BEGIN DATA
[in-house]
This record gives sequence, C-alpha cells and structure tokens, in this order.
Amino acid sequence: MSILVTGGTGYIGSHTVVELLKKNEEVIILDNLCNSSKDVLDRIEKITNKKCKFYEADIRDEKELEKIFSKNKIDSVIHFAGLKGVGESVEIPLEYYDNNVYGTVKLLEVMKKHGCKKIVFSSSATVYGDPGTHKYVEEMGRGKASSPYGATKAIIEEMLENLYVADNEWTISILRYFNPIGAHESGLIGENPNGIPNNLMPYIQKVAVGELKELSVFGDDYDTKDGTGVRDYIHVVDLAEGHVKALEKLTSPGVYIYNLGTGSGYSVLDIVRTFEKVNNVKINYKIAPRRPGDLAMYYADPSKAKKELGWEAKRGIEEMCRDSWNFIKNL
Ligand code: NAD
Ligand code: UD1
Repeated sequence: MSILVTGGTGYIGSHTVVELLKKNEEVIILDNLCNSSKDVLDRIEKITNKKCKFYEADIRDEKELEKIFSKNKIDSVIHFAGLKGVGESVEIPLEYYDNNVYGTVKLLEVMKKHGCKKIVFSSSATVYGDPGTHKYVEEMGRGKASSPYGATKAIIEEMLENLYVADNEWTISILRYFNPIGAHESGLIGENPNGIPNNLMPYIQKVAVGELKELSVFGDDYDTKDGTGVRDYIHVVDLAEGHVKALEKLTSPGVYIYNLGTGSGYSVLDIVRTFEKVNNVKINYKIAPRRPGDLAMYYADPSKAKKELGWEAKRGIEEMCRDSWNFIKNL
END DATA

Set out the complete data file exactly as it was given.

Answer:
[in-house]
This record gives sequence, C-alpha cells and structure tokens, in this order.
Amino acid sequence: MSILVTGGTGYIGSHTVVELLKKNEEVIILDNLCNSSKDVLDRIEKITNKKCKFYEADIRDEKELEKIFSKNKIDSVIHFAGLKGVGESVEIPLEYYDNNVYGTVKLLEVMKKHGCKKIVFSSSATVYGDPGTHKYVEEMGRGKASSPYGATKAIIEEMLENLYVADNEWTISILRYFNPIGAHESGLIGENPNGIPNNLMPYIQKVAVGELKELSVFGDDYDTKDGTGVRDYIHVVDLAEGHVKALEKLTSPGVYIYNLGTGSGYSVLDIVRTFEKVNNVKINYKIAPRRPGDLAMYYADPSKAKKELGWEAKRGIEEMCRDSWNFIKNL
Ligand code: NAD
Ligand code: UD1
Repeated sequence: MSILVTGGTGYIGSHTVVELLKKNEEVIILDNLCNSSKDVLDRIEKITNKKCKFYEADIRDEKELEKIFSKNKIDSVIHFAGLKGVGESVEIPLEYYDNNVYGTVKLLEVMKKHGCKKIVFSSSATVYGDPGTHKYVEEMGRGKASSPYGATKAIIEEMLENLYVADNEWTISILRYFNPIGAHESGLIGENPNGIPNNLMPYIQKVAVGELKELSVFGDDYDTKDGTGVRDYIHVVDLAEGHVKALEKLTSPGVYIYNLGTGSGYSVLDIVRTFEKVNNVKINYKIAPRRPGDLAMYYADPSKAKKELGWEAKRGIEEMCRDSWNFIKNL